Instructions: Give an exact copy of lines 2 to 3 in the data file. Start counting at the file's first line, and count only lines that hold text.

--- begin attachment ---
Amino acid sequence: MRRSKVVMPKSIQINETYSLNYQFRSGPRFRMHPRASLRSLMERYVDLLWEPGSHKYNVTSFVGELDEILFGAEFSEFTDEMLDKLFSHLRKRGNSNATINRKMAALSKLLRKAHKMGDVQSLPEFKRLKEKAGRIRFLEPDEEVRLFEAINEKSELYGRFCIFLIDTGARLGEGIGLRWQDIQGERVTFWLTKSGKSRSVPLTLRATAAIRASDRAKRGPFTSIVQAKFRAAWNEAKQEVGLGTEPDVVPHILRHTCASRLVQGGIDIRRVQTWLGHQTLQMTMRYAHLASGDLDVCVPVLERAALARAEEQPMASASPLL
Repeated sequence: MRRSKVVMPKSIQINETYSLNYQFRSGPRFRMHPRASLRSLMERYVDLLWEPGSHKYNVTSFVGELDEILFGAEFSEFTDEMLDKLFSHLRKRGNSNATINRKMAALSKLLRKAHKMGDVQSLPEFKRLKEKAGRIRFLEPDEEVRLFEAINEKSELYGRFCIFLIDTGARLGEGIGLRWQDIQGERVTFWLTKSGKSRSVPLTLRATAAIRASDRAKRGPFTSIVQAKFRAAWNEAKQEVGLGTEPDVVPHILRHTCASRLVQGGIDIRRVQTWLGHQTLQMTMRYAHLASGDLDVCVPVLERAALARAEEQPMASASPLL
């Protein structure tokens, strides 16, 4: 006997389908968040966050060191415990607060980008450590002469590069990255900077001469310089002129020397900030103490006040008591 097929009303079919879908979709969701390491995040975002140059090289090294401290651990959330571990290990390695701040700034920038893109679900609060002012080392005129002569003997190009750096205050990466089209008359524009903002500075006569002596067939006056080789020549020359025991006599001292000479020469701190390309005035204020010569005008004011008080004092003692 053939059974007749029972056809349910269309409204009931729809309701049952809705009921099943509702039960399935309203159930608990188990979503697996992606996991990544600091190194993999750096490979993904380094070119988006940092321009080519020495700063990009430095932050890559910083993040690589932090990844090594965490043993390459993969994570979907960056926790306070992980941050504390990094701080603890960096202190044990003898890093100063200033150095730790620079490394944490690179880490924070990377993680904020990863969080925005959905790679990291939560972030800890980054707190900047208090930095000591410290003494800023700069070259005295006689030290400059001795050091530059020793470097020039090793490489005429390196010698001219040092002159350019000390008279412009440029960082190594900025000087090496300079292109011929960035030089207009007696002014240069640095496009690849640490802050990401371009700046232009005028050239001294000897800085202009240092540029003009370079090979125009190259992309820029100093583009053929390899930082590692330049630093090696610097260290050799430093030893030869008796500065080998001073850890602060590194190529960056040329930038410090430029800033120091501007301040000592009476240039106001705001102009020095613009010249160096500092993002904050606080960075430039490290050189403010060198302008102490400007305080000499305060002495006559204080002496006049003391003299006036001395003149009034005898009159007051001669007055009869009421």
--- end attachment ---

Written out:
Repeated sequence: MRRSKVVMPKSIQINETYSLNYQFRSGPRFRMHPRASLRSLMERYVDLLWEPGSHKYNVTSFVGELDEILFGAEFSEFTDEMLDKLFSHLRKRGNSNATINRKMAALSKLLRKAHKMGDVQSLPEFKRLKEKAGRIRFLEPDEEVRLFEAINEKSELYGRFCIFLIDTGARLGEGIGLRWQDIQGERVTFWLTKSGKSRSVPLTLRATAAIRASDRAKRGPFTSIVQAKFRAAWNEAKQEVGLGTEPDVVPHILRHTCASRLVQGGIDIRRVQTWLGHQTLQMTMRYAHLASGDLDVCVPVLERAALARAEEQPMASASPLL
């Protein structure tokens, strides 16, 4: 006997389908968040966050060191415990607060980008450590002469590069990255900077001469310089002129020397900030103490006040008591 097929009303079919879908979709969701390491995040975002140059090289090294401290651990959330571990290990390695701040700034920038893109679900609060002012080392005129002569003997190009750096205050990466089209008359524009903002500075006569002596067939006056080789020549020359025991006599001292000479020469701190390309005035204020010569005008004011008080004092003692 053939059974007749029972056809349910269309409204009931729809309701049952809705009921099943509702039960399935309203159930608990188990979503697996992606996991990544600091190194993999750096490979993904380094070119988006940092321009080519020495700063990009430095932050890559910083993040690589932090990844090594965490043993390459993969994570979907960056926790306070992980941050504390990094701080603890960096202190044990003898890093100063200033150095730790620079490394944490690179880490924070990377993680904020990863969080925005959905790679990291939560972030800890980054707190900047208090930095000591410290003494800023700069070259005295006689030290400059001795050091530059020793470097020039090793490489005429390196010698001219040092002159350019000390008279412009440029960082190594900025000087090496300079292109011929960035030089207009007696002014240069640095496009690849640490802050990401371009700046232009005028050239001294000897800085202009240092540029003009370079090979125009190259992309820029100093583009053929390899930082590692330049630093090696610097260290050799430093030893030869008796500065080998001073850890602060590194190529960056040329930038410090430029800033120091501007301040000592009476240039106001705001102009020095613009010249160096500092993002904050606080960075430039490290050189403010060198302008102490400007305080000499305060002495006559204080002496006049003391003299006036001395003149009034005898009159007051001669007055009869009421």